After stopping here, we stopped at several children’s community centers in the hills outside Lima. We were instructed to leave all of our watches and cameras in the bus because of the neighborhood’s tough reputation. We walked through stinking alleyways squeezed between the stacked houses to get to these tiny centers, where children work on art projects and homework to keep them off the streets. Many small children in these areas who do not take advantage of or have access to these programs stay locked in their one-room houses all day while their parents work. After visiting two children’s centers and the church that sponsors them, we were taken to downtown Lima.
Throughout this trip we have met many children. We have played with them, laughed with them, surfed with them, and gotten to know them by name. We have been told by the people who know them that these girls are pimps and prostitutes, and all are drug addicts, but this information, while shocking, is easy to forget when you’re all hanging out on the beach.
Today, as the sun went down, we entered downtown Lima, where we went to one of the houses that the street children live in. It used to be two stories with 160 people living there, three or four to a room, before there was a fire two years ago. Now the space has been filled by plywood cubicles just big enough to hold a bed. The entire space, about the size of a small basketball court, houses 40 people. We brought the people who live there snacks and sweets and they welcomed us into their home. I was shocked to see faces I knew in this place.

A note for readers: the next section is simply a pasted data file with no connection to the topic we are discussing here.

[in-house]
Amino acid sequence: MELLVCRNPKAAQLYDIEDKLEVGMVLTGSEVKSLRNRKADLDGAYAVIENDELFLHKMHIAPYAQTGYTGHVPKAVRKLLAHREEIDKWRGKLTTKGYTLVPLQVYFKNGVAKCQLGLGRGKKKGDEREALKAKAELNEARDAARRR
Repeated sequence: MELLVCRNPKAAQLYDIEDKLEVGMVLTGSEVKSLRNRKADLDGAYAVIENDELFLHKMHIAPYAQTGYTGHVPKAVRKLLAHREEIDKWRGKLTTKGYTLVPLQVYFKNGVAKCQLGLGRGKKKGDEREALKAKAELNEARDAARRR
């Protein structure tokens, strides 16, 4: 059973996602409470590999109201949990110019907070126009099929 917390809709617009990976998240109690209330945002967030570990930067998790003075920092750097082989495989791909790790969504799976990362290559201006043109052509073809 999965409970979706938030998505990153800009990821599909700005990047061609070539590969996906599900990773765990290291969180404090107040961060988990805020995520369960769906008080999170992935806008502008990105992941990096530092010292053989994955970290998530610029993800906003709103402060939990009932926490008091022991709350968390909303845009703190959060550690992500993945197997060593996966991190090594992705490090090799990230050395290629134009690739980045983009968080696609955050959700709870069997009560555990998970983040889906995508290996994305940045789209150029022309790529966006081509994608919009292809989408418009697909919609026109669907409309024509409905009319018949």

The house smelled like feces, and the people, when they drew near to kiss us hello, smelled sharply of the glue they had been sniffing. One child, no older than six, stood in bare feet on top of one of the small plastic bags filled with dried glue that lie discarded around the house and streets outside. The house was grossly overpopulated, and many of the women are pregnant. Of the forty that live there, two are male, and they are transgendered prostitutes, not fathers of any of the ten children.